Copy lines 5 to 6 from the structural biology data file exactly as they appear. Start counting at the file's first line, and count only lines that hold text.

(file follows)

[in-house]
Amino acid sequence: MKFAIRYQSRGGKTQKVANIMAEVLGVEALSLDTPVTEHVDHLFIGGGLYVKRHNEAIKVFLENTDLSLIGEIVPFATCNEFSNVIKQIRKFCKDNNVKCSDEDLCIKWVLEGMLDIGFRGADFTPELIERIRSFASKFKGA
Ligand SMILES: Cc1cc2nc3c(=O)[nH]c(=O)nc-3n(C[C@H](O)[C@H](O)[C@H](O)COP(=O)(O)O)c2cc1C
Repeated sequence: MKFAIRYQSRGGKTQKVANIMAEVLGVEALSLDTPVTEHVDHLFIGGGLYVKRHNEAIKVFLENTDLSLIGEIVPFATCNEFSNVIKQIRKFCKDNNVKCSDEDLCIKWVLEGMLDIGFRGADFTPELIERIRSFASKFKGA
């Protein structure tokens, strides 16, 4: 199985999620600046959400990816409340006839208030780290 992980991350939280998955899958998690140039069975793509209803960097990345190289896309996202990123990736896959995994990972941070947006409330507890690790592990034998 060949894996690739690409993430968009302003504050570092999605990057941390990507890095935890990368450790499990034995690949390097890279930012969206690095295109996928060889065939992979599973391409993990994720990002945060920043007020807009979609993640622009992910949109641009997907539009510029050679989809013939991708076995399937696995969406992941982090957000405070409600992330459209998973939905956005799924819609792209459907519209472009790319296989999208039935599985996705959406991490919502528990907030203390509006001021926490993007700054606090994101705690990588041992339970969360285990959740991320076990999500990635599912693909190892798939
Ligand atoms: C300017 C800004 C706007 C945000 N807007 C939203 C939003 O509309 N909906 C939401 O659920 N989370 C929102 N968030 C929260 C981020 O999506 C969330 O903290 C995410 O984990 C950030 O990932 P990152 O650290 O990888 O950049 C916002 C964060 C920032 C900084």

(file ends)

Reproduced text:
């Protein structure tokens, strides 16, 4: 199985999620600046959400990816409340006839208030780290 992980991350939280998955899958998690140039069975793509209803960097990345190289896309996202990123990736896959995994990972941070947006409330507890690790592990034998 060949894996690739690409993430968009302003504050570092999605990057941390990507890095935890990368450790499990034995690949390097890279930012969206690095295109996928060889065939992979599973391409993990994720990002945060920043007020807009979609993640622009992910949109641009997907539009510029050679989809013939991708076995399937696995969406992941982090957000405070409600992330459209998973939905956005799924819609792209459907519209472009790319296989999208039935599985996705959406991490919502528990907030203390509006001021926490993007700054606090994101705690990588041992339970969360285990959740991320076990999500990635599912693909190892798939
Ligand atoms: C300017 C800004 C706007 C945000 N807007 C939203 C939003 O509309 N909906 C939401 O659920 N989370 C929102 N968030 C929260 C981020 O999506 C969330 O903290 C995410 O984990 C950030 O990932 P990152 O650290 O990888 O950049 C916002 C964060 C920032 C900084």